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Woman Who Was Originally Denied A Job Position For Having 'Special Needs' Is Now Thriving As A Flight Attendant

Photo: Feruzbek / Shutterstock 
flight attendant, plane, special needs

After battling multiple serious health conditions and doctors telling her that she likely would not live past the age of 30, one woman not only made a remarkable recovery but went on to establish a career path she had dreamed of having since she was a little girl. 

Now, the woman’s parents hope that her story inspires others who may have disabilities like their daughter, and send the message to the rest of the world that a disability does not equal an inability. 

Vicky Silk, who has Down Syndrome, always wanted to become a flight attendant. 

Silk, who lives with her parents in Croydon, London, became eager to learn all about the responsibilities of being a member of a flight crew ever since she was young and her parents, Gerry and John, took her on holidays. 

"We've always loved going on holiday, and as Vicky got older, she started to admire the cabin crew,” Vicky’s mother Gerry told Newsweek

However, the Silks were told by doctors early on that their daughter was not expected to live past her teen years due to multiple heart and lung conditions. Thankfully, Vicky defied the odds and recently celebrated her 30th birthday doing what she loves: volunteering as a flight attendant! 

Vicky first expressed her interest in being part of a cabin crew a decade ago, and her father John took the opportunity to contact multiple airline companies seeking employment for his enthusiastic daughter.  Eventually, Virgin Airlines contacted him back, although the process started out a bit rocky. The airline company originally told the Silks that they do not employ those with ‘special needs.’ 

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"It all started with them saying they don't offer work experience nor work with someone with special needs,” John told Newsweek. 

However, the family was eventually connected with Ryan Johnstone, a flight manager for the airline. They met during a flight to St. Lucia, and he quickly took Vicky under his wing. 

"Originally, Vicky's family reached out to Virgin Atlantic to enquire about potential work experience opportunities,” Johnstone shared.  “Subsequently, they were invited to our old training facility for a few days, during which Vicky had the chance to observe cabin crew and ground staff training.”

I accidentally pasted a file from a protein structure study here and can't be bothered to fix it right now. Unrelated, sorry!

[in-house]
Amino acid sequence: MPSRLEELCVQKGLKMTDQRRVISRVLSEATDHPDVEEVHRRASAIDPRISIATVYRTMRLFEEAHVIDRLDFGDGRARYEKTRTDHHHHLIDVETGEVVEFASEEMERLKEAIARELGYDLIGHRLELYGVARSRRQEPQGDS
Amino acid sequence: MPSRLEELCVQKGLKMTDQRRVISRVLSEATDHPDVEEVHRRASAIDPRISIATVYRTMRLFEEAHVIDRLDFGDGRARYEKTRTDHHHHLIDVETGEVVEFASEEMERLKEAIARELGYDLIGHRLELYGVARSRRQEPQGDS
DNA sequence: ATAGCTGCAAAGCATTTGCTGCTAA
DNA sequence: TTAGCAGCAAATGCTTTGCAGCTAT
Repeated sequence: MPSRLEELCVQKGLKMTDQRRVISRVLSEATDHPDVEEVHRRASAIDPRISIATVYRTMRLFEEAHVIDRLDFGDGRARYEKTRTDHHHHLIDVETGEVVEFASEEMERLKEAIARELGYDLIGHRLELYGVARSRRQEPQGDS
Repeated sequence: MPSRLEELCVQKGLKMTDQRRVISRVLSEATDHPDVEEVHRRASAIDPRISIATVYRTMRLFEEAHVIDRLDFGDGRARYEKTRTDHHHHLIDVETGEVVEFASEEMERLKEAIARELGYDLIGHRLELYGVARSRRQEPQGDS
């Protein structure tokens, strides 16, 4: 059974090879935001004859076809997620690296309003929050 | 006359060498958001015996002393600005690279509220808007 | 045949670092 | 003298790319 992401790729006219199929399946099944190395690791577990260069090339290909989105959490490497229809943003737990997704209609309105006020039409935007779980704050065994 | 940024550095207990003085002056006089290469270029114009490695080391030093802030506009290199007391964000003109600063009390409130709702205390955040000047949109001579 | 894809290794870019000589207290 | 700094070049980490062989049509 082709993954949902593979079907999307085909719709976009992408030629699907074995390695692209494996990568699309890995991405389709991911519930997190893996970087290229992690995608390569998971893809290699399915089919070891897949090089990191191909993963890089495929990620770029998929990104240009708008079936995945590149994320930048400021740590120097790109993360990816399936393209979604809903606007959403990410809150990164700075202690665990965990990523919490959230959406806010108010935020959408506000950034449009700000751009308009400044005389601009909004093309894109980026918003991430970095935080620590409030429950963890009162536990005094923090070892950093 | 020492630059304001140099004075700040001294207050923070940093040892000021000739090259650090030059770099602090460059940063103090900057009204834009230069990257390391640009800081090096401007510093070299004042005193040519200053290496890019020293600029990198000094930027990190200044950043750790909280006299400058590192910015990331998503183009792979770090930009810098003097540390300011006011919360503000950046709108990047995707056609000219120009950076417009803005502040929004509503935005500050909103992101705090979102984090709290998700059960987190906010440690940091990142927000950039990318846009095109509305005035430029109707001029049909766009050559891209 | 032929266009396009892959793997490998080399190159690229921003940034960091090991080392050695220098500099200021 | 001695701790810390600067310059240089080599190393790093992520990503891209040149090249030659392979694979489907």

For her 30th birthday in September, Vicky was gifted a two-piece red uniform, an invitation extended by Virgin Airlines offering her an opportunity to work with the company. 

"Everyone fell in love with her, we weren't surprised at all as that usually happens,” Vicky’s mother Gerry shared about her daughter’s training experience. “The crew was shocked that she knew the safety procedure by heart.” 

flight crew walking into the airportPhoto: Jacob Lund / Shutterstock 

Since becoming a volunteer for the airline, Johnstone and Vicky have formed an unbreakable bond. 

"Over the years of flying together, our relationship has grown, with special experiences created to make her journeys unforgettable,” Johnstone says. “Each flight Vicky would actively participate in in-flight services and visit the flight deck.” 

Vicky is always ready to lend a helping hand to her fellow crew and passengers by serving food and drinks and collecting garbage from the seats and aisle. 

"Seeing Vicky actively participating in the in-flight activities brings me immense joy and satisfaction,” Johnstone revealed. “It's like watching a dream come true, and it warms my heart to know that I've played a part in making that happen.” 

He added that Vicky’s enthusiasm on the job makes him proud, and it has been inspiring to witness her achieve her dreams. 

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Vicky’s parents hope that her story will serve as an inspiration to others and convey a very important message. 

“There is a perception that anyone who is disabled is not capable. Employers think it's too complicated, and companies are reluctant,” Gerry says. “It would be a wonderful thing if every person could give one person a chance to illuminate their minds and see things are possible.” 

Despite harmful stereotypes that suggest people with Down Syndrome are unable to work or be successful, research has proven this wrong. 

According to a national survey conducted by the Journal of Applied Research in Intellectual Disabilities, 57% of respondents with Down Syndrome reported working a paid job, 26% were volunteers, and nearly 3% were self-employed. The highest percentage of people worked in the food industry, while others worked in office settings, custodial services, grocery stores, and warehouse settings. 

People with Down Syndrome can also go to college, drive a car, be in relationships, and have families of their own. Even if they may require a bit more help, this does not make them completely incapable. 

two women at workPhoto: Svitlana Hulko / Shutterstock 

Every person, regardless of disability, has a unique set of skills and abilities. Someone with a physical disability might have intellectual strengths or artistic talents, and someone with a cognitive challenge might have remarkable interpersonal skills or physical prowess. 

Generalizing or assuming that people with disabilities lack capabilities can lead to stereotyping, which is often inaccurate and unjust. Recognizing individual strengths and weaknesses outside the lens of disability ensures fair treatment.

Having a disability does not always limit one’s potential. Recognizing this fosters a more inclusive and equitable society. 

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Megan Quinn is a writer at YourTango who covers entertainment and news, self, love, and relationships.